• Grow out your hair and then donate it. I have done this three times, and it makes me smile to think of a little girl with cancer or alopecia running around with a wig made of my hair, getting a boost of self-esteem at a very trying time in her life.  There are several organizations who will gladly take your donation, and I don’t want to show bias, so I just recommend that you Google “Hair Donation”
  • Look in your closet. If you haven’t worn something in the past year, chances are you don’t need it anymore. Donate it.  The person who buys it from them at a reduced price will be grateful, and the organization will benefit from the funds. Again, there are a ton of organizations that will take your items. Some will even come pick them up.
  • Volunteer your time. There are a million organizations out there that could use your help!   Here’s one resource to get you started. http://www.volunteermatch.org
  • Recycle. Helping the planet helps its inhabitants.
  • Support your local food bank with any extra food you have. Many food banks will even take the unwanted fruit from your trees, and vegetables from your garden,  but I’d suggest you ask ahead about that.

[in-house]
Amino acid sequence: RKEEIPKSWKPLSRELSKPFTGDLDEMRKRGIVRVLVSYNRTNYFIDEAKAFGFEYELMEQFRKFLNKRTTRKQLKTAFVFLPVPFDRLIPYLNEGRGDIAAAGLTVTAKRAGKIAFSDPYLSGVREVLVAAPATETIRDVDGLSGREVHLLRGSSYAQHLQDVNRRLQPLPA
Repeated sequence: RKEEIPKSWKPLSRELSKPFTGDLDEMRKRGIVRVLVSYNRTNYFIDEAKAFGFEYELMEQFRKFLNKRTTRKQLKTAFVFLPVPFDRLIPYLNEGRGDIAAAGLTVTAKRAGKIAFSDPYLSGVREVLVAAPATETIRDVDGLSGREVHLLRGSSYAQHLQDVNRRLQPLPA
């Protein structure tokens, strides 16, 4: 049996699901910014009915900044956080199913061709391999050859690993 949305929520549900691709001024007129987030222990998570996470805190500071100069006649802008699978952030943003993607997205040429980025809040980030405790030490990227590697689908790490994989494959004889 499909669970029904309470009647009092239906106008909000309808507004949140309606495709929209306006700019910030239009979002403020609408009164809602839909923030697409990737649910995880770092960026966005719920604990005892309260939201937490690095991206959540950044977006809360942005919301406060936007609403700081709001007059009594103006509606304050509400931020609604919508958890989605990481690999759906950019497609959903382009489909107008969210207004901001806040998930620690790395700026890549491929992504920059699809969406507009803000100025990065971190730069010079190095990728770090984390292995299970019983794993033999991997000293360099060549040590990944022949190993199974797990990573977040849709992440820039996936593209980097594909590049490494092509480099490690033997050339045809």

• Instead of filling up our landfills with perfectly good stuff, post it on Freecycle! Chances are, there’s a neighbor who will be thrilled to take that item off your hands. http://www.freecycle.org/­­­­­­­­­­­­­­­
  • Be a good listener. I know it sounds cheesy, but sometimes people just need to be heard, and that makes all the difference in the world.
  • Be a good neighbor. See that elderly woman struggling with her grocery bags? Go to it, man! It’s a small gesture for you, but it’s heroic for her.

See there? You can have an impact without spending a dime. What are you waiting for?